Hints for New Teachers

It’s no secret that teaching a science course is tough! Many students have an inherent fear of science, math, memorizing and worst of all, *gasp*, application of knowledge! Essentially anything that sounds, looks or smells like real work can cause instant mental melting and total inability to function above the third grade level. But don’t despair! All is not lost, even the most reluctant student can be brought around with enough patience (some days you’ll feel down right saintly) and the right tactics. And don’t forget; one of the most important components of our job as educators is to help our kids bring their fears under control and show them the way to understanding what they’re learning.

Here are some of our best tips and ideas to help your reluctant learners shine.

 

Meet Them at the First Floor.

The first floor? Uh? Here’s what we mean: most of these science-fearful students have never had the fundamentals brought into clear focus. They’re in over their heads from day one in your class. Think back to your toughest subject and how hard it was to get a grasp on even the most basic concepts. Everyone around you seemed to be gliding along with zero effort and passing with flying colors. Meanwhile, in the third week of class you were still reviewing the first day’s lecture material. Remember that feeling? Well, if you’ve got a student at that point in your class you need to meet them where they are. It’s going to be extra work to help them get unstuck; they’ll need remedial material and a lot of repeat explanations. But if you both stick with it you’ll see a really amazing transformation happen by the end of the year. And the icing on the cake is that these students often become your most appreciative and memorable. Getting them off zero makes you their hero.

 

Establish Respect

To run a successful class in any subject you’ll need to establish mutual respect with your class. The absolute best way to do this is to be yourself. There’s nothing more off-putting to students than a teacher with a fake personality. Let them get to know you, at least a little, add some stories about your life and school experiences. They don’t need to know the first names of your family out to third cousins, or your most embarrassing moments from childhood, but at least a splash of who you are outside the classroom can work wonders. Get to know them, what they like, what they want to do. They all have personalities and stories, let them share now and then.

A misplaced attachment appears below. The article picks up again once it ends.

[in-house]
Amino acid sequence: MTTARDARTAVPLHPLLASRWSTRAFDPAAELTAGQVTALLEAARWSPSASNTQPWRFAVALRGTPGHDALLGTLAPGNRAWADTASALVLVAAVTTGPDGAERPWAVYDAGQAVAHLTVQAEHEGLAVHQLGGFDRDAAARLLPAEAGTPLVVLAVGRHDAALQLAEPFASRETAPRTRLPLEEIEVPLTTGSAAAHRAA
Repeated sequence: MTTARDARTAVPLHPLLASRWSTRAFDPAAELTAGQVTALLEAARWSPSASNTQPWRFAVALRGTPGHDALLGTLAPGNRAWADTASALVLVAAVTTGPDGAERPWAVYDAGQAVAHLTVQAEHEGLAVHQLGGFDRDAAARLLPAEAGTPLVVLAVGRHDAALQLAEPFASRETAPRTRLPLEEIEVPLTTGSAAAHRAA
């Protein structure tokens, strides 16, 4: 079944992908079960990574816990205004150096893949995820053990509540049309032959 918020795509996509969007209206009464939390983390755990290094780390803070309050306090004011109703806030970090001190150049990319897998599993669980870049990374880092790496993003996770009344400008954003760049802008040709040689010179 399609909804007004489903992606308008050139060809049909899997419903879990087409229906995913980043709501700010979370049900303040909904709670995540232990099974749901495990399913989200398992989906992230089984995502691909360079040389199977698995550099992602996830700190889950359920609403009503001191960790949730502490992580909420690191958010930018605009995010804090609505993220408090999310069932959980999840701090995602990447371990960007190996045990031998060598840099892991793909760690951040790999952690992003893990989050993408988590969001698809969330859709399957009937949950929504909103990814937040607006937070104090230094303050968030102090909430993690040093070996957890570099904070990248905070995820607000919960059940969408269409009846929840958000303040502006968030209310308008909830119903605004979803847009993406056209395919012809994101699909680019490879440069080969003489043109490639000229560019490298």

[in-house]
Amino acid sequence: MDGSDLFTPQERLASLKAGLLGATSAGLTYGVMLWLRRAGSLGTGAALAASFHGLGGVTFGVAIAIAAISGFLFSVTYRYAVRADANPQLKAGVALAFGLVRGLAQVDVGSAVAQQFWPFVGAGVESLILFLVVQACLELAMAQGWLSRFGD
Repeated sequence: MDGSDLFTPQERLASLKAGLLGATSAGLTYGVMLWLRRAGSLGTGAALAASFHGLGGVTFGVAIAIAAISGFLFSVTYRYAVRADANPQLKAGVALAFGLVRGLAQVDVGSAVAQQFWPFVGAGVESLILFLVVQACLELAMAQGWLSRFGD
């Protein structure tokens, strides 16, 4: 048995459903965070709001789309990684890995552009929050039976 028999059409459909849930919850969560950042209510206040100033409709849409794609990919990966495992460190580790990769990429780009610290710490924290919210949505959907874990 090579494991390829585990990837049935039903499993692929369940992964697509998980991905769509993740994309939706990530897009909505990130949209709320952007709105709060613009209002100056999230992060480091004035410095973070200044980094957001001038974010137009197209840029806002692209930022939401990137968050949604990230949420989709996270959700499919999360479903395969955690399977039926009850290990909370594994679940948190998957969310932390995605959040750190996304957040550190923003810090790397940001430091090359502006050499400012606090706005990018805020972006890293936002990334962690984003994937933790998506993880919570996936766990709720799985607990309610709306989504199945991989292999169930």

Admit your ignorance. Don’t know the answer to a question? Fess up! Be honest with your students if you don’t know or don’t remember the answer to a question. If you do this openly and in an almost matter-of-fact way your students will respect you for being honest. Try to bluff your way through the answer and they’ll know. No one respects bluffing in this situation, it’s not poker, don’t hide your cards from your students. Tell them you’ll look it up and get back to them and then follow through with that promise the next day. Student may not have good memories for course material but they’ll remember your promises forever. Don’t let them down!

 

Make Learning Active

Nothing puts students to sleep like a long, monotone lecture. Although it’s the classic way of relaying information to students and will always have it’s place in teaching there’s no harm in getting the students busy in teaching themselves. Try mixing up your class format now and then. Make a couple days a week into ‘flipped classroom’ days. Get the students up to the board and have them work problems in small groups. Give them “Cheat Days” where you do the homework with them as long as they’re actively involved in working through the problems.

 

Enjoy What you Teach

The best way to get students enthusiastic about class to be enthusiastic yourself. You don’t have to be hyperventilating with excitement but if you enjoy the subject matter of your class it will show in how you talk and interact. That’s an infectious environment for students and will have a positive impact on how they learn and how much effort they’re willing to put into the course. If you’re not enjoying what you teach then it’s time for a change! Now before you run off an look a new job or apply for a new credential take a look at your current class and spend some time thinking of ways to make it fun to teach. Add some projects, find some new labs, give yourself a break now and then with some video lectures. Anything you can do to stay engaged or get reengaged will have a good outcome on your class!

 

Happy Teaching!

The Penguin Bay Team

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